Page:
There are complex accounting principles and computations that are involved in the recognition of revenue and accounts receivable. The company’s management ought to remain committed to competence to ensure these computations and estimates are done correctly. The financial and accounting personnel should be the competent team with high level of qualifications and experience. The management should identify the skills and training needed to implement effective procedures. The personnel should be trained so that they can perform the key functions in the computation of revenue and accounts receivable.

The philosophy and operating style of the management determine the effectiveness of the control of revenue and accounts receivable. The philosophy and the operating style are indicated by the attitudes of the management towards financial reporting. The management should be aggressive rather than conservative in selecting the method of revenue recognition. The uncollected accounts should be created in a conscientious manner.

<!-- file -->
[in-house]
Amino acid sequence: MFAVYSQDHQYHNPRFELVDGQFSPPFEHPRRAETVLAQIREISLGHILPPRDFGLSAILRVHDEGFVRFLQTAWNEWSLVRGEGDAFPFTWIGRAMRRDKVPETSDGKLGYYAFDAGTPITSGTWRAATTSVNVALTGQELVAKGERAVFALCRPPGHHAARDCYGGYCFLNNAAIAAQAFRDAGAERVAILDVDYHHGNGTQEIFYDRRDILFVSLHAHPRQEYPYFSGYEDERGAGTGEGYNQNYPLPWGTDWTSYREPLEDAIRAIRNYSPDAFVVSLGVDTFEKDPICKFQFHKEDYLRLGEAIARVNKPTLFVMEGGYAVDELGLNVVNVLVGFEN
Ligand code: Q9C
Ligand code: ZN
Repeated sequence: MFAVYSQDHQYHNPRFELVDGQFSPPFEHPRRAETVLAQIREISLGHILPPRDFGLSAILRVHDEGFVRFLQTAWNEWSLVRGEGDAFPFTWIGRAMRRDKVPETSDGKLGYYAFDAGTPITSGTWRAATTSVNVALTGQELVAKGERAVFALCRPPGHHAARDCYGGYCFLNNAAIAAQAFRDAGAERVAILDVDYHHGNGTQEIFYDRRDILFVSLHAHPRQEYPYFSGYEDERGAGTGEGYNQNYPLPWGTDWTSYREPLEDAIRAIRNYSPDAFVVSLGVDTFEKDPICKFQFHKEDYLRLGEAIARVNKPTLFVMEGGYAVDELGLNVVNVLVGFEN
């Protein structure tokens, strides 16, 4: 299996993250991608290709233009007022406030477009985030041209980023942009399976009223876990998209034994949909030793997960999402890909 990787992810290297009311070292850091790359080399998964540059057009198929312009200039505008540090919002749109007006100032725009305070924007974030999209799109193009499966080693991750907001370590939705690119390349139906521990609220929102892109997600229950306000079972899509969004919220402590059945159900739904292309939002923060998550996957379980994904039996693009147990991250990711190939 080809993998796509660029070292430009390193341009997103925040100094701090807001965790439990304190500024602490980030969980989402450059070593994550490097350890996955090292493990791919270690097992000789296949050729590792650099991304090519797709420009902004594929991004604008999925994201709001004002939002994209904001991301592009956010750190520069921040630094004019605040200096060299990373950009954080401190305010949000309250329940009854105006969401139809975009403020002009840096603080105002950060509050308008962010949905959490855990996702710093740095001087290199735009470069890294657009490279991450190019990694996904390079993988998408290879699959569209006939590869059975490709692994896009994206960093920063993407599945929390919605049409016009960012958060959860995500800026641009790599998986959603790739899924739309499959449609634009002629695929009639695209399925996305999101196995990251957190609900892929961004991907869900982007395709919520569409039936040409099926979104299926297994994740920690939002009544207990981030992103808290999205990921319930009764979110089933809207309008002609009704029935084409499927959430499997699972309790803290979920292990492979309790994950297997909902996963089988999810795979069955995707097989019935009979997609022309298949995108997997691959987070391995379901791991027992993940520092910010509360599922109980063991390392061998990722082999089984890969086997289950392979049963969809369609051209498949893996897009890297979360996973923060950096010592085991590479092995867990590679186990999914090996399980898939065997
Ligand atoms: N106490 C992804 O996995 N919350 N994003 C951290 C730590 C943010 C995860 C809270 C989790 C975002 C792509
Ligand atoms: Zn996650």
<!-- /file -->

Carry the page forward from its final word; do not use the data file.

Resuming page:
There should be appropriate human resource policies and practices. These ensure that internal control is in place even when the employees are rotated in their duties periodically. Whoever is on duty at whatever time will follow the policies to ensure consistency in reporting for accounts receivable. Without the policies, there is the possibility of confusion within the organization regarding how revenue and accounts receivable can be recognized.

Risk assessment

The objectives of financial reporting may not be realized if some events identified as risks are not dealt with. These risks must be identified, analyzed, and appropriate measures taken to ensure they do not tamper with financial reporting. In auditing for revenue cycle, the auditors check whether there is a formal process of monitoring external factors that escalate the risks of realizing the company’s sales targets. Such factors include changes in economic conditions, competition, customer demand, and regulations that may pose a threat to the realization of the objectives of financial reporting. The management should also monitor the internal factors that can be a threat in realizing the objectives of the company’s financial reporting. These factors may include a change in the accounting principles, the addition of new products or services in the product line, and a change of types of the sales transaction. The management and the audit committee should put in place new types of control to prevent these factors from causing misstatement of revenue and accounts receivable.

Accounting systems and control activities